Hindu Law, Jurisprudence and non-recognition of Rape as an Offence
Rape in Hindu Law
The first ever reference to rape in India was in the 1860 Penal code framed by the British when they ruled India. It is hard to understand that for 5000 years before this monumental enactment there was no recognition of rape in Hindu Law. The British deserve credit as the first governing authority that recognized rape as crime. Hindu jurisprudence had no definition of rape and generally was silent on matters of abduction as well. In fact marriage and forcible sex by abduction was recognized as a legitimate right of a man.
The Law by the British
The British incorporated two sections in the Indian Penal Code(IPC) namely 376 and 377 which defined rape as forcible intercourse against the will of a woman. An act of sex with a girl with her consent if she was below 16 was also recognized as an act of rape and punishable accordingly.
Hindu Law and the Sharia
From the 10th century Muslim rule commenced in India which lasted till the rise of British power. The law governing Muslim jurisprudence was the Sharia, which was not applicable to Hindus. But even the Sharia was so framed that rape was more a rule than an exception as the sharia law of evidence was so framed that for a woman to prove a rape was well nigh impossible. But at least for its faults the Sharia recognized rape. In contrast Hindu law never recognized rape as it was based on an amorphous concept called “dharma”, meaning the path guided by religion.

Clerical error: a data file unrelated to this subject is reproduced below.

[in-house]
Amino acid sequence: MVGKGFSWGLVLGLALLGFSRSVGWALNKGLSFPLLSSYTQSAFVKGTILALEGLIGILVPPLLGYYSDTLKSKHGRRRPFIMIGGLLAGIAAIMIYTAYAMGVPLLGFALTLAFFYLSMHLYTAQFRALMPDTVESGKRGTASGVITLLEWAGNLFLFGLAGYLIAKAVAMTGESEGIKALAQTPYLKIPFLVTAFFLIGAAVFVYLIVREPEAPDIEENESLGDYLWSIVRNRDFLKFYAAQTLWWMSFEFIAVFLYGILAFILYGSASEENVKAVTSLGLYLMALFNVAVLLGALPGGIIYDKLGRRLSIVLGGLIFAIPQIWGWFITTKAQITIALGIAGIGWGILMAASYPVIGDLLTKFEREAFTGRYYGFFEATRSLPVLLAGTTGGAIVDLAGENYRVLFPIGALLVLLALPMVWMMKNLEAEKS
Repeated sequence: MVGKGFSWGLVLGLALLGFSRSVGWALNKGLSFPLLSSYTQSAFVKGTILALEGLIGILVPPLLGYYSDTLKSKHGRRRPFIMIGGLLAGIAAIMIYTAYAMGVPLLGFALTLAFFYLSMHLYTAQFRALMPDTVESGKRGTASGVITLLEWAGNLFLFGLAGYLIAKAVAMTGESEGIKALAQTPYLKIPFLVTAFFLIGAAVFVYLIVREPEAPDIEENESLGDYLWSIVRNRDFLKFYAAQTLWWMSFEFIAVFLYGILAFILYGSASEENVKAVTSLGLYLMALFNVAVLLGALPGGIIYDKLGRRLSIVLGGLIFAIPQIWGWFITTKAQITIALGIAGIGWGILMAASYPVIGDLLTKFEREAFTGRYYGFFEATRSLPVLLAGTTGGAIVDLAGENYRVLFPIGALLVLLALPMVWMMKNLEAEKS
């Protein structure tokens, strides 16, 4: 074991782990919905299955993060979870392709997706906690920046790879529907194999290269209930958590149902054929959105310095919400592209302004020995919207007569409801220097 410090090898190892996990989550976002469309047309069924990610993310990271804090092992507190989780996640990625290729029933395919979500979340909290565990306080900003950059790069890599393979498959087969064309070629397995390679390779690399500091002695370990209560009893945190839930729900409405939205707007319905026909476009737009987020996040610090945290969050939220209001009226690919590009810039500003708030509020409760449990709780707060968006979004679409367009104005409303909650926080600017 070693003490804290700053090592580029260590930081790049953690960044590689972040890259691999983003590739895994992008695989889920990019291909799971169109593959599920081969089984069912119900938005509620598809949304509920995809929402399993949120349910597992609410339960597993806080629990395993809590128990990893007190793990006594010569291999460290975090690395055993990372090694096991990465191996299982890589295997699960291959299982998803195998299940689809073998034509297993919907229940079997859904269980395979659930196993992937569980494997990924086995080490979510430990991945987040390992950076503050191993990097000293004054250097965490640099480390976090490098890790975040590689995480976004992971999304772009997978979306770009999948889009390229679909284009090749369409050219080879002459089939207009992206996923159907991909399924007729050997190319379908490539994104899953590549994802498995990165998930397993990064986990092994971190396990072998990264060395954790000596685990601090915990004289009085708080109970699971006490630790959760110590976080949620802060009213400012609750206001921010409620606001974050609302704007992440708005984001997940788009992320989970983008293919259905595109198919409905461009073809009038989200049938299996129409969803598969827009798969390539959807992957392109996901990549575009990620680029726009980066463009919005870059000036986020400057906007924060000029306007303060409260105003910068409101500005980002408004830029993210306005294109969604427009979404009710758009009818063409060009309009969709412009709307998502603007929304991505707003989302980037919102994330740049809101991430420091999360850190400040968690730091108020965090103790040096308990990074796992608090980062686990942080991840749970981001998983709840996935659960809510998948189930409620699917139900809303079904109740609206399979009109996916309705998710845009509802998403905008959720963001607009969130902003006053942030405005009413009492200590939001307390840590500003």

Laws of Manu and the Manusmiriti
Hindu law was basically based on the laws enunciated by Manu in his Manusmiriti. This is a religious book that lays down the rules and conduct of everyday life for Hindus. The Manusmiriti also does not recognize rape. The Manusmiriti consists of 2684 verses divided into 12 chapters, but any mention of rape is conspicuously absent.
The Manusmiriti was first translated into English by Sir William Jones in 1794. He was the first man who studied the Manusmiriti and he rightly concluded that these were the legal laws o the Hindu system of government and daily life.
Rape in Hindu Society
Despite there being no mention of rape this crime was prevalent in Hindu society. But sadly the judge was expected to deal all such cases within the purview of “Dharma”. This had varied interpretations and the judgments were colored more by caste and creed than any legal principles. Thus in case a King or Raja or a higher caste like a Brahman abducted a girl and raped her and then sent her away it was part of Dharma and no charges could be leveled against the offender. The Manusmiriti also mentions that a Brahmin has the right of entry into a Shudra (lower caste) house and rape his wife and no action could be taken against him. In contrast a Shudra ( lower caste)even touching a high caste woman was a punishable offence and the judges would mete out sever punishment including death.
Effect of Manusmiriti
Manu and his laws ruled Hindu Jurisprudence for almost 5000 years. The Manusmiriti laid down laws for castes, which were considered water tight compartments. A fact not acknowledged by Hindu theologians is the Hindu jurisprudence never recognized rape and the laws of Manu on the other hand gave licentious powers to the higher castes to allow exploitation and have sex with the lower caste women. All this only changed with the advent of the English and enactment of the India penal code of 1860.